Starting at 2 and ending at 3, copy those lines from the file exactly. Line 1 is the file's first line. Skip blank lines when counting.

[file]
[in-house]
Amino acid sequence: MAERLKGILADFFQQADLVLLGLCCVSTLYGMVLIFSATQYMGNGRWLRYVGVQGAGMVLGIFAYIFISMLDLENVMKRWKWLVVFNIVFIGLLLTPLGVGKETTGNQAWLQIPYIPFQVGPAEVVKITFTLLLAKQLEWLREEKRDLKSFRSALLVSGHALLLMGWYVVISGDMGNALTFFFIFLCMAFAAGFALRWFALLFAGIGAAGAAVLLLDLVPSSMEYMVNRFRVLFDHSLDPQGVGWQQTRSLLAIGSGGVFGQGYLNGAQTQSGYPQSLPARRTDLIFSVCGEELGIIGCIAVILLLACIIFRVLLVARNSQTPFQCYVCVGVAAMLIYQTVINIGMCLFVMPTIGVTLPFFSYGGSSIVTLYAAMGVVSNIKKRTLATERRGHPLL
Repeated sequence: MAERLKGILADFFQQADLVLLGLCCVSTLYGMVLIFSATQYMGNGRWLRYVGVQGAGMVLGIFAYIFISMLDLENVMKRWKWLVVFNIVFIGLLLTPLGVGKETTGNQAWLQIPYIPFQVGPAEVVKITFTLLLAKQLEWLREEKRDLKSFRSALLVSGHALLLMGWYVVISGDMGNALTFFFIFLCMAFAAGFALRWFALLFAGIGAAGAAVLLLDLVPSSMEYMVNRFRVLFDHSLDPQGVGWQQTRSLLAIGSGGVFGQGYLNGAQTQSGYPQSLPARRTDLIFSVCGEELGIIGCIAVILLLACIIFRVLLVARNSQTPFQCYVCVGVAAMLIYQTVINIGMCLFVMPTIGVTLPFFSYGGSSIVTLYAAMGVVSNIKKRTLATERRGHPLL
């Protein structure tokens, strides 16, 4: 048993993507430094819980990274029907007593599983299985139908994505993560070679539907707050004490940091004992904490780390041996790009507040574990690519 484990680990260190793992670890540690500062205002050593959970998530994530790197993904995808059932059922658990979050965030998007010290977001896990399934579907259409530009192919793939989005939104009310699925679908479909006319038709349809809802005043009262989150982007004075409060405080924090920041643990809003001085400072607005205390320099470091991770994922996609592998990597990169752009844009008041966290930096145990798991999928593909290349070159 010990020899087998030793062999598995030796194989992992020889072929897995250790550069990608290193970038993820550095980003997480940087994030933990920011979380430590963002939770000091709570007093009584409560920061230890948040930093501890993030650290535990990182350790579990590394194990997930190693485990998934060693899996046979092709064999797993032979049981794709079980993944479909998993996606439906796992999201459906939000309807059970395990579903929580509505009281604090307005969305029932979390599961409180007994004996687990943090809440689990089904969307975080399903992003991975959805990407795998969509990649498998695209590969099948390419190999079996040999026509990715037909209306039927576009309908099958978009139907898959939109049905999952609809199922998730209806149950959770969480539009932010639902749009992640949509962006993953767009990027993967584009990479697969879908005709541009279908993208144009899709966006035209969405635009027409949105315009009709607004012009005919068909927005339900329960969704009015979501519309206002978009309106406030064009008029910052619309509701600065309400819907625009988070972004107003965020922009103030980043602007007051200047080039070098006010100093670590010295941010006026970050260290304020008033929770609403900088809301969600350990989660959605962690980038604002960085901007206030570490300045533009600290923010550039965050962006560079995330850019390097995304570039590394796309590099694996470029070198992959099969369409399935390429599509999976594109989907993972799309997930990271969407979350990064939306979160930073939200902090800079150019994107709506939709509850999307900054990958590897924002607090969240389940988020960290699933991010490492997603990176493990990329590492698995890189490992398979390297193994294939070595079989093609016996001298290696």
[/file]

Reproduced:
Amino acid sequence: MAERLKGILADFFQQADLVLLGLCCVSTLYGMVLIFSATQYMGNGRWLRYVGVQGAGMVLGIFAYIFISMLDLENVMKRWKWLVVFNIVFIGLLLTPLGVGKETTGNQAWLQIPYIPFQVGPAEVVKITFTLLLAKQLEWLREEKRDLKSFRSALLVSGHALLLMGWYVVISGDMGNALTFFFIFLCMAFAAGFALRWFALLFAGIGAAGAAVLLLDLVPSSMEYMVNRFRVLFDHSLDPQGVGWQQTRSLLAIGSGGVFGQGYLNGAQTQSGYPQSLPARRTDLIFSVCGEELGIIGCIAVILLLACIIFRVLLVARNSQTPFQCYVCVGVAAMLIYQTVINIGMCLFVMPTIGVTLPFFSYGGSSIVTLYAAMGVVSNIKKRTLATERRGHPLL
Repeated sequence: MAERLKGILADFFQQADLVLLGLCCVSTLYGMVLIFSATQYMGNGRWLRYVGVQGAGMVLGIFAYIFISMLDLENVMKRWKWLVVFNIVFIGLLLTPLGVGKETTGNQAWLQIPYIPFQVGPAEVVKITFTLLLAKQLEWLREEKRDLKSFRSALLVSGHALLLMGWYVVISGDMGNALTFFFIFLCMAFAAGFALRWFALLFAGIGAAGAAVLLLDLVPSSMEYMVNRFRVLFDHSLDPQGVGWQQTRSLLAIGSGGVFGQGYLNGAQTQSGYPQSLPARRTDLIFSVCGEELGIIGCIAVILLLACIIFRVLLVARNSQTPFQCYVCVGVAAMLIYQTVINIGMCLFVMPTIGVTLPFFSYGGSSIVTLYAAMGVVSNIKKRTLATERRGHPLL